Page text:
UB gets political: Students discuss their opinions of the 2016 presidential election
When Hillary Clinton came to UB as part of the Distinguished Speakers Series in October 2013, people in the audience were anticipating an announcement that she was running for president in the 2016 election.
A year and a half later, Clinton announced she was running on Twitter.
“Unless something strange happens, it looks like the Democratic nominee is going to be Hillary Clinton,” said James Battista, a political science professor. “Of course, something strange can always happen. If she gets hit by a bus, she’s not going to be the next nominee since you can’t run from the grave.”
The media hype of the upcoming presidential election has politics becoming a more frequent topic of conversation for UB students.
There are 21 candidates running to become the leader of the free world. Five candidates are running under the Democratic ballot, while there are 16 candidates for the Republican ballot after Rick Perry announced his resignation from the race on Friday. As candidates are covered in the media and take stances on important issues like immigration and health care, members of UB are taking notice.
Alexis Ogra, president of UB College Republicans and a sophomore history major, believes this is because Americans are looking forward to new leadership.
“Kids my age are ready for change,” Ogra said. “People are ready for something different.”
While the election has been heating up in the national media, there are a few candidates who stand out – most notably Bernie Sanders on the Democratic side and Donald Trump for the Republicans.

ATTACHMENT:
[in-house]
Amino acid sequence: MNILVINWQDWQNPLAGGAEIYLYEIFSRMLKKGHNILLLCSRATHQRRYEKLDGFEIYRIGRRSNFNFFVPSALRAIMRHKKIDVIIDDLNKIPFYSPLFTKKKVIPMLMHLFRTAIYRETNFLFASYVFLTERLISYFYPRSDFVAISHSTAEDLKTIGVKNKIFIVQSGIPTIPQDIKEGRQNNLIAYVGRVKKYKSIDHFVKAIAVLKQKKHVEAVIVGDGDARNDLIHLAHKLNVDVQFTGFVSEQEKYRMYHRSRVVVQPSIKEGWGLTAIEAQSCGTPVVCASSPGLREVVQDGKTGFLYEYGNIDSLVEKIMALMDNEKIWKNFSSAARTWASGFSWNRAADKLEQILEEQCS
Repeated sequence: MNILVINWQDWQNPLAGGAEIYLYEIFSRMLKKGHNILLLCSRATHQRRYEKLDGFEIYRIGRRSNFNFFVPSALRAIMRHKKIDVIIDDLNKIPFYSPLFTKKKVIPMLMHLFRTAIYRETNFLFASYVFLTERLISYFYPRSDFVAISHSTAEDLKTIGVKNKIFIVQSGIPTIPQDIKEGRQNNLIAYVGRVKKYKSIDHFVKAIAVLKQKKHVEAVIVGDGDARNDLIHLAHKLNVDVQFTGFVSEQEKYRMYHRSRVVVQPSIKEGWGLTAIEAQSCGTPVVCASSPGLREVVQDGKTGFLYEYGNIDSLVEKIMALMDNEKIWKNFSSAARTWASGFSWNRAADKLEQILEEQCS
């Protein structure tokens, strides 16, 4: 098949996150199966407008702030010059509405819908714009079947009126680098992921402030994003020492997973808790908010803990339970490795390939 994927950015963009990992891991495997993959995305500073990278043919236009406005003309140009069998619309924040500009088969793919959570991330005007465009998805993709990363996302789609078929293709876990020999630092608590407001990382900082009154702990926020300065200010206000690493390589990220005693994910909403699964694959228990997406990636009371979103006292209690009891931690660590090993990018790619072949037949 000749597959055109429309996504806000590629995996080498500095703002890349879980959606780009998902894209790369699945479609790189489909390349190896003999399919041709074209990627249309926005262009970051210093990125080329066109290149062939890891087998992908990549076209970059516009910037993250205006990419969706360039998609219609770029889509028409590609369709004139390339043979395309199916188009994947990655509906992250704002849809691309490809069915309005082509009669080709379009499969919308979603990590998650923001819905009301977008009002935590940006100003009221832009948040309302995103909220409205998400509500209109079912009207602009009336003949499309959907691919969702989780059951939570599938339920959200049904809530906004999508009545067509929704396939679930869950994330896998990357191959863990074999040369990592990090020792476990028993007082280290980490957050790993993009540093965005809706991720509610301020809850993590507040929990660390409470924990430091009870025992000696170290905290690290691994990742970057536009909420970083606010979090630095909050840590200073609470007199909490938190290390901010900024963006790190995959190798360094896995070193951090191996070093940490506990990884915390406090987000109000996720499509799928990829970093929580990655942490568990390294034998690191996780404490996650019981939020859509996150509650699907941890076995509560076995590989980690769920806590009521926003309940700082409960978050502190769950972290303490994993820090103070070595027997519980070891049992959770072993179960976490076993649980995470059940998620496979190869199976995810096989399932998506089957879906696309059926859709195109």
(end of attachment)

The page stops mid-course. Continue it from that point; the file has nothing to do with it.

Rebecca Meldrum, a freshman exercise science major, said she thinks Donald Trump is one candidate who upstages the rest, but not necessarily for the right reasons.
“I think he says things he thinks people want to hear,” she said. “He’s offending so many people.”
Trump has been in the spotlight for what some consider offensive comments ever since his announcement he was running for president – which caused him to lose several sponsors. The comments ranged from his plan to deport all illegal immigrants to derogatory statements about Fox News host Megyn Kelly. He has also insulted Arizona Senator John McCain’s military service because McCain was a prisoner of war.
Although James Sweeney, a senior aerospace engineering major, considers himself a conservative, he said he is not a fan of Trump.
“Although he’s a businessman, I don’t think he’s professional,” Sweeny said. “If he were our leader I don’t think it would represent us really well.”
Sanders, a senator from Vermont, has garnered a spotlight through social media among a younger audience. Meldrum said she thinks this is because he’s not appealing to the upper class, but to the common person.
“He really cares about the middle class,” Meldrum said. “He wants it to be better for us – the normal citizens – instead of the higher-ups.”
Laura Mannara, president of UB College Democrats and a senior economics and political science major, also said she thinks Sanders is a candidate with potential.
“Bernie Sanders has a lot to offer,” Mannara said. “He’s doing way better than anyone expected.”
Battista said that although Trump and Sanders have been gaining a lot of attention, there’s still a lot of time before the election takes place. He said people are paying so much attention to Trump and Sanders because they’re “up in the polls.” But looking at who’s in the polls at the moment doesn’t tell you a lot about who the nominee is going to be, he said.
Battista referenced the 2008 election, when Rudy Giuliani was leading the polls for the Republican Party around this time – about a year out from election day.
Ogra also said there’s too much time to tell what the outcome will be in 2016. Who’s in front now won’t necessarily be in front tomorrow.
“At the end of the day we’re all picking our favorites, but in the end we will pick the strongest candidates who will win the presidency,” Ogra said.
Marlee Tuskes is the assistant news editor and can be reached at email@example.com.